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Possible five-year postponement of state pension age rise for those under 50

Falls in life expectancy levels could result in a delay of the planned rise in the state pension age to 68, new projections suggest.

The Office for National Statistics (ONS) is set to publish life expectancy estimates next month, which are likely to forecast a significant fall in longevity.

These life expectancy estimates are used to generate timetables showing rises in the retirement age, which is officially set to climb to the age of 68 by the year 2046.

However, indications from the Government have revealed that British people should allocate a third of their adult lives for retirement, meaning that the rise in the state pension age to 68 could happen by 2036 under this approach.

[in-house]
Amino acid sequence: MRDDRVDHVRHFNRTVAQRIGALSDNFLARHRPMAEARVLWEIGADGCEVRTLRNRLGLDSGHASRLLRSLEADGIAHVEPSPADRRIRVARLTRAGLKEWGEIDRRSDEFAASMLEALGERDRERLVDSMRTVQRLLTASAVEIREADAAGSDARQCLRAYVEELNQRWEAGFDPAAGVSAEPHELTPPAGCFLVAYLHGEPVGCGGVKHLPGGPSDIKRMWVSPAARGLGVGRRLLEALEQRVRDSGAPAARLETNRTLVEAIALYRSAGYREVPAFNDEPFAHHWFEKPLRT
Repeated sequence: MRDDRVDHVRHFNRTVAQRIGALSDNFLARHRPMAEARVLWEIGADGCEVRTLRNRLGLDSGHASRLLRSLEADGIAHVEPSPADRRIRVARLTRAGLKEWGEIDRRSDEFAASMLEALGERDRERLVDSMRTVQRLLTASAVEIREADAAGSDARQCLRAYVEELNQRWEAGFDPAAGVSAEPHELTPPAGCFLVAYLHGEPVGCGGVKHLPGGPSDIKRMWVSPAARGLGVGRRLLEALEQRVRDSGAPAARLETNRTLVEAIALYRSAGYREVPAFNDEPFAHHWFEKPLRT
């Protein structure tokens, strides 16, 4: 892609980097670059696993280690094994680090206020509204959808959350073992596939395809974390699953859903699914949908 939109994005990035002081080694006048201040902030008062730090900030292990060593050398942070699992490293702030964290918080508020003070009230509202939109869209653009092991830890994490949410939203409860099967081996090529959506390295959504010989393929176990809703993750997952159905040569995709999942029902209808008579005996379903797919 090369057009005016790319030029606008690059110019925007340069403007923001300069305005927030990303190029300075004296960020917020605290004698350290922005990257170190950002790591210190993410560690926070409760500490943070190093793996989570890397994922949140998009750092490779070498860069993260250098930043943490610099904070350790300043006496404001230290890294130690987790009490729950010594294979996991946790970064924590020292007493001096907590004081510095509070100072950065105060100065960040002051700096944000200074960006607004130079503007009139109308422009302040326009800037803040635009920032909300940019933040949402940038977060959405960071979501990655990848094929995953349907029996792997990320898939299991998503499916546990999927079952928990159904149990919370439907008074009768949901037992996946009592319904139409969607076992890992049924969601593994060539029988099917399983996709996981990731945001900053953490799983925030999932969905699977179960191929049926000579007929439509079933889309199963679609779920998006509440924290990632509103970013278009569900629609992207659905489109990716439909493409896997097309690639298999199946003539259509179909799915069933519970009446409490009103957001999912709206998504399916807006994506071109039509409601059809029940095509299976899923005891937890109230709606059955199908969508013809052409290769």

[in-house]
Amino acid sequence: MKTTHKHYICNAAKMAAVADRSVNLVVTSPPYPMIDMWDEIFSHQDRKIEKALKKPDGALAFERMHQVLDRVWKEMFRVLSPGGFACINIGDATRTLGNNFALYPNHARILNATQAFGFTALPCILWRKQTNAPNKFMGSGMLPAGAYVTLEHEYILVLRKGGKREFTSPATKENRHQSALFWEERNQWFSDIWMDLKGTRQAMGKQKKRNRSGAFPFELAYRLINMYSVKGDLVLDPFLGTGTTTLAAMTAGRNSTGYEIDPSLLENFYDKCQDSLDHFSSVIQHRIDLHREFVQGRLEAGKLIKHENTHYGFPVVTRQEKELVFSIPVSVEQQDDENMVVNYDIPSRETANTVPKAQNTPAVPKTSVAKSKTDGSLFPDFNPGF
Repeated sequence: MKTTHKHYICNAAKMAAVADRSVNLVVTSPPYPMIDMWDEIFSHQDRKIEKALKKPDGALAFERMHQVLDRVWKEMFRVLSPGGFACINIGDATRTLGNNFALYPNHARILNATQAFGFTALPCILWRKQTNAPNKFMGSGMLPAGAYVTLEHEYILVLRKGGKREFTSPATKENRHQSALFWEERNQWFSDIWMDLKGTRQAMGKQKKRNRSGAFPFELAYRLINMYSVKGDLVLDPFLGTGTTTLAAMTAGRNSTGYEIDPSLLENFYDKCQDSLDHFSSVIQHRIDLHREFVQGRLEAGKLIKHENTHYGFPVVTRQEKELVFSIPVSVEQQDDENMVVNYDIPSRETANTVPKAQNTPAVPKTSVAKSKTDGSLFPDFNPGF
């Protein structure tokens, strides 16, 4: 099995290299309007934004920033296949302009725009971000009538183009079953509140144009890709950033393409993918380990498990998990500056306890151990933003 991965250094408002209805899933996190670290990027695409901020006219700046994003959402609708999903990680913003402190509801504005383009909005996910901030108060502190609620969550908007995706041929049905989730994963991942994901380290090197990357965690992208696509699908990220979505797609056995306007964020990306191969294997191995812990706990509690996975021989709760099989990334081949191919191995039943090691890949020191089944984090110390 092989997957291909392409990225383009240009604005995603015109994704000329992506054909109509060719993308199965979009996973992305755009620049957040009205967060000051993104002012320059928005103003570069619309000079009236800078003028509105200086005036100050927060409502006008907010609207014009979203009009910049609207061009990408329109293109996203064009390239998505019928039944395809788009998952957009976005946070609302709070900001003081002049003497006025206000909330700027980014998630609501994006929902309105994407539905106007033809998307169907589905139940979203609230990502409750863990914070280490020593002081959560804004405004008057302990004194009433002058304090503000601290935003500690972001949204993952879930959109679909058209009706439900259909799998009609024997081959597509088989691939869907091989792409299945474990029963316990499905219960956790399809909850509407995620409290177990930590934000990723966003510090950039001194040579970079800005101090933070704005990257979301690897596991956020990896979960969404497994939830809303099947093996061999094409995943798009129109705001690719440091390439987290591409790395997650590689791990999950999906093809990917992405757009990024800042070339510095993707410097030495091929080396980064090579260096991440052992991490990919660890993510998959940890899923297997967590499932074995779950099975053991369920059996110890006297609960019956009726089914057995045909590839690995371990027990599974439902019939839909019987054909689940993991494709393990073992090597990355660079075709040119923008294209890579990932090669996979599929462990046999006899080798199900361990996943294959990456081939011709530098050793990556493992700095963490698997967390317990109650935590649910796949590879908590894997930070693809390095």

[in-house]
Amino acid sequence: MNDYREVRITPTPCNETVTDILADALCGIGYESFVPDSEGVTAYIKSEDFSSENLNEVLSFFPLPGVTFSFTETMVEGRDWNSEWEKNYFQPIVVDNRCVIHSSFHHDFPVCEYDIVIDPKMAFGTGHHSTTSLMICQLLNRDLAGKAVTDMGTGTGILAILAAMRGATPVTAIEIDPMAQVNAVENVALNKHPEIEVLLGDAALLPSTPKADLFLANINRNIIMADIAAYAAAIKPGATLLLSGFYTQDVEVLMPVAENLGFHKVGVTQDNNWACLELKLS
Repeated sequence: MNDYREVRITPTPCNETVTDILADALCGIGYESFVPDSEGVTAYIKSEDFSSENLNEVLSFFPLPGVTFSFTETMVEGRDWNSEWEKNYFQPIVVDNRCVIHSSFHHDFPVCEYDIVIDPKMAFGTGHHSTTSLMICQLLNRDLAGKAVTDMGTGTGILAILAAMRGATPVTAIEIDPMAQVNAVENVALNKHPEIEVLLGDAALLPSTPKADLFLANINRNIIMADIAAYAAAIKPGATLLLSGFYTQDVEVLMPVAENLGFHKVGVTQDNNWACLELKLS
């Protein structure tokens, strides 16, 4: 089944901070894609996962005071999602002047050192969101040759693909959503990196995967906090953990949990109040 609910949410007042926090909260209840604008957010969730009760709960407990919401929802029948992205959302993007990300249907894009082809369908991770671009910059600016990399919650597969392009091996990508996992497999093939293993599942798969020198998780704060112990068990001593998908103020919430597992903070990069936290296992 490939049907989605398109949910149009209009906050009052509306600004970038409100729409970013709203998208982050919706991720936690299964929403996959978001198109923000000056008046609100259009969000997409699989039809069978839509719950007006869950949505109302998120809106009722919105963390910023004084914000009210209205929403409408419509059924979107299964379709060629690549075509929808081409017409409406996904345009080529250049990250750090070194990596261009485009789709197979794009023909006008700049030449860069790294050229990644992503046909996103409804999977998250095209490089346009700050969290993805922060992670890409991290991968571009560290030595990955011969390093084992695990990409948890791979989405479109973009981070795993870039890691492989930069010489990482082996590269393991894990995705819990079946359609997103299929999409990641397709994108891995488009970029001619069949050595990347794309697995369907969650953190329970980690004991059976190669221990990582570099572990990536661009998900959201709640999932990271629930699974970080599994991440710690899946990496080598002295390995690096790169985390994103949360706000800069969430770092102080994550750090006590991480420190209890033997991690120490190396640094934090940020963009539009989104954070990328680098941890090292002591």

Now some experts are suggesting that the predicted fall in life expectancy could result in the rise being delayed by five years.

The delay would affect those currently aged between 42 and 48. Additionally, people aged between 43 and 47 could be able to retire a year earlier, whilst those aged 30 and under could also gain an advantage from the delay in the retirement age ascending to 69.

‘If it is the case that life expectancy is falling, then the state pension age should also fall,’ stated former pensions minister, Steve Webb. ‘This was never meant to be something that was an upward ratchet. If it goes the other way, people should feel the benefit.’

A Department of Work and Pensions spokesman revealed: ‘State pension age will be reviewed each Parliament from 2017, taking into account the latest available life expectancy statistics and any other relevant data’.